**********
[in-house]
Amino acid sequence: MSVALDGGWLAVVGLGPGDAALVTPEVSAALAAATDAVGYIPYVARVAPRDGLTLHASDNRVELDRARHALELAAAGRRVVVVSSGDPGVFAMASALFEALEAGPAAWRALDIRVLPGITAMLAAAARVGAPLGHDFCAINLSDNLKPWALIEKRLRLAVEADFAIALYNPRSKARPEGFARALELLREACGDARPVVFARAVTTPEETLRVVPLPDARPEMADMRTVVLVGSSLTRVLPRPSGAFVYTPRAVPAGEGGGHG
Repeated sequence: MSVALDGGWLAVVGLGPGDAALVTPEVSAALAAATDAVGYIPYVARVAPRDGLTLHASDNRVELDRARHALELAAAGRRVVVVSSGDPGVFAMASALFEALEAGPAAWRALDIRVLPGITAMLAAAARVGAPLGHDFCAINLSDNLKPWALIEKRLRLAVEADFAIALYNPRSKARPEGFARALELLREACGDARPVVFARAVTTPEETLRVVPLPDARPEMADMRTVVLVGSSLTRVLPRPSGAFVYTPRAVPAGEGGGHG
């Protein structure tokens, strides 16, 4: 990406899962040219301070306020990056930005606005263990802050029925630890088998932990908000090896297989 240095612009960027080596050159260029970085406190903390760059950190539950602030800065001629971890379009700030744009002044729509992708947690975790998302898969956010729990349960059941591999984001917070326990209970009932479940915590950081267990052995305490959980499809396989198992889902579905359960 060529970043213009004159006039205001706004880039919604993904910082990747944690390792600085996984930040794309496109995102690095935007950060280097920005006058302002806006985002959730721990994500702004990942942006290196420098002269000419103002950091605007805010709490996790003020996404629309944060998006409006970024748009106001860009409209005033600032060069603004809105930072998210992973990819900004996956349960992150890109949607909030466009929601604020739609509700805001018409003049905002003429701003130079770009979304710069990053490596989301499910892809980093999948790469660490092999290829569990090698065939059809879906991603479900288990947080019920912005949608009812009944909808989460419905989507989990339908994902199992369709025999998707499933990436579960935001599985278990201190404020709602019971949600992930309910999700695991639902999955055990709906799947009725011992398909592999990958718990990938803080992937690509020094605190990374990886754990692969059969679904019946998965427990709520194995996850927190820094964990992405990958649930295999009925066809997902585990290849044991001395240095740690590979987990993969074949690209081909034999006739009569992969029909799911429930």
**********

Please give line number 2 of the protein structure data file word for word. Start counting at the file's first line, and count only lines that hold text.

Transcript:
Amino acid sequence: MSVALDGGWLAVVGLGPGDAALVTPEVSAALAAATDAVGYIPYVARVAPRDGLTLHASDNRVELDRARHALELAAAGRRVVVVSSGDPGVFAMASALFEALEAGPAAWRALDIRVLPGITAMLAAAARVGAPLGHDFCAINLSDNLKPWALIEKRLRLAVEADFAIALYNPRSKARPEGFARALELLREACGDARPVVFARAVTTPEETLRVVPLPDARPEMADMRTVVLVGSSLTRVLPRPSGAFVYTPRAVPAGEGGGHG